Russian President Vladimir Putin will not be attending the upcoming World Humanitarian Summit in Istanbul and Russia is refusing to be bound by the results of a process it says failed to include its views.
A Russian statement, obtained by IRIN, says any outcomes of the summit would not be legitimate grounds to change the UN’s emergency aid setup.
In the strongly-worded statement circulated to member states of the UN last week but not previously reported in the media, Russia says "with great disappointment" it has concluded that the World Humanitarian Summit has left the views of UN member states "on the sidewalk" in "alarming circumstances".
Summit spokesman Herve Verhoosel told IRIN in an emailed response that the conference was always designed to be more inclusive than just a meeting of states: "This is the result of three years of consultations, which have repeatedly stressed inclusiveness."
Verhoosel said Russia had been involved in two regional consultations and had had numerous opportunities to put its points across. Member states “have a great opportunity to come together to effect change”, along with other stakeholders, he said, adding that outcomes can be discussed by member states at the UN’s formal processes later this year.
Summit organisers had better news yesterday when they were able to announce that German Chancellor Angela Merkel will attend. Merkel is the first leader of a G7 country to confirm so far. While the leaders of Central African Republic, Kuwait, Lebanon, Netherlands, and Niger, among others, have been confirmed, dozens more have yet to be publicly announced.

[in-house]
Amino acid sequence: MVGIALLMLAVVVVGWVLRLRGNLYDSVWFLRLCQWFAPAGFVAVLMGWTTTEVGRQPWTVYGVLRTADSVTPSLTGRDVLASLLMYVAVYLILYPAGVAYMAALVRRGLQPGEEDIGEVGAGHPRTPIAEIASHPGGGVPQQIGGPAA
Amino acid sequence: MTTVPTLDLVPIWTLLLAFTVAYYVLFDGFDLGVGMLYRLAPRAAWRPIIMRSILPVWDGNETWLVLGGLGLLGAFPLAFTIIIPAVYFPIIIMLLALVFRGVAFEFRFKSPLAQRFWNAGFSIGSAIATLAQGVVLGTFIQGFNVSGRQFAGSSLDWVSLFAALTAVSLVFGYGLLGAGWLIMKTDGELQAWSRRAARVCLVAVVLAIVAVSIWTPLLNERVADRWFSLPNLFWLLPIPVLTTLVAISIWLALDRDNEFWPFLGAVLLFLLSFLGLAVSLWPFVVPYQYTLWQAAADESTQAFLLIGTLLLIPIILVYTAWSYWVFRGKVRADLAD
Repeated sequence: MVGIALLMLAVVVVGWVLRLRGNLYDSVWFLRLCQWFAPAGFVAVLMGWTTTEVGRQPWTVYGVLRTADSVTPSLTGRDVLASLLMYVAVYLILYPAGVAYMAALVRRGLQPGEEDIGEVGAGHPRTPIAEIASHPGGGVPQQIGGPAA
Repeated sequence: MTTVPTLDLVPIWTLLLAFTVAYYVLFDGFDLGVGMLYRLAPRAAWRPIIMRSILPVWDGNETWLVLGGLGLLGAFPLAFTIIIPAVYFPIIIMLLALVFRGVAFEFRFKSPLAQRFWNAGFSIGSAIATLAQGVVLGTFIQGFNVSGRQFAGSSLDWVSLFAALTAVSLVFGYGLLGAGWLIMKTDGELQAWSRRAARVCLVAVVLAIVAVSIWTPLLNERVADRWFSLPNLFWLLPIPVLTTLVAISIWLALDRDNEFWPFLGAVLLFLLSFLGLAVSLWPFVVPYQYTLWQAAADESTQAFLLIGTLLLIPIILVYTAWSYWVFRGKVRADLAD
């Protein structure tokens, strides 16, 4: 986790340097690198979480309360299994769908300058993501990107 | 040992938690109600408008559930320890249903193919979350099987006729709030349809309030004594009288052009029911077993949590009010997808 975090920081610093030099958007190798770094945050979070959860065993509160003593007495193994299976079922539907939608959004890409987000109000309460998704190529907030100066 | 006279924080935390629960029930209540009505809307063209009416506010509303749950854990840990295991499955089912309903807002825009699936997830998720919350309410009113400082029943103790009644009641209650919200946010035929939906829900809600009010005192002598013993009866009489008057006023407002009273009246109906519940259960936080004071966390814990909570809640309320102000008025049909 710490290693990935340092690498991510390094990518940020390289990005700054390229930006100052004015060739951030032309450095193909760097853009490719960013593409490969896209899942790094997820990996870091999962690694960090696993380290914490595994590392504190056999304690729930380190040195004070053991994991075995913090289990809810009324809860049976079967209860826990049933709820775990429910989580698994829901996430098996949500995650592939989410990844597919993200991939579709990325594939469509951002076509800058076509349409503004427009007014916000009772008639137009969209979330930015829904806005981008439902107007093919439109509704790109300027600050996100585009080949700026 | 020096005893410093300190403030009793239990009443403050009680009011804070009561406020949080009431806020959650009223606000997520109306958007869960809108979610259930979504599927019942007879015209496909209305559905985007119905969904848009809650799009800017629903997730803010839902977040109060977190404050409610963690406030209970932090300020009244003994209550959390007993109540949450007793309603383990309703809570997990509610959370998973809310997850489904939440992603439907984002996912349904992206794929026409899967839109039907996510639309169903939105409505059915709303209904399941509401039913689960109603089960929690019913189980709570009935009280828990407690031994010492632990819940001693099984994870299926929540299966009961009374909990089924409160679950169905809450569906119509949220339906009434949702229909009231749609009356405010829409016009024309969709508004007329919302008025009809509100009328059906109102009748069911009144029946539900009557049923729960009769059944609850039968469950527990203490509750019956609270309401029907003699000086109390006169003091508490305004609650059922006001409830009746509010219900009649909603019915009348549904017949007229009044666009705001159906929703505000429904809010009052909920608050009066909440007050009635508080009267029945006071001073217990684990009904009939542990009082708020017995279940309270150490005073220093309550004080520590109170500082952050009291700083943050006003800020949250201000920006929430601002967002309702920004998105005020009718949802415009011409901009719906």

The Russian mission to the UN told IRIN via email that Deputy Minister of Emergency Situations Vladimir Artamonov will lead the summit delegation, which will also include officials from the ministry of foreign affairs. (In diplomatic terms, sending a deputy minister to attend a high-profile summit signals very limited enthusiasm.)
Russia also said it will not feel bound by the so-called “core commitments” devised by the summit organisers, which it said implied “far-reaching obligations”. The five core commitments are: reducing and preventing conflict, upholding humanitarian law, making sure fewer people are “left behind”, reducing risk as well as bigger and better financing. Verhoosel said the core commitments were based “on issues raised by thousands of people” and are “anchored in existing inter-governmental and legal frameworks”.
The Russian statement says the way the preparations have wrapped up and given “preference to some stakeholders at the expense of others” are “absolutely inadmissible”.
The format of events at the summit would diminish the role of the governments “deemed to play a decisive role in conduct of the humanitarian assistance”, the statement continues. Last week emergency medical agency MSF decided to pull out of the summit, partly because powerful governments, including Russia, were not being held to account for the harm caused to civilians in today’s conflicts.
The two-day summit, due to start in Istanbul on 23 May, will assemble 6,000 people from governments, aid agencies, affected communities, civil society and the private sector.
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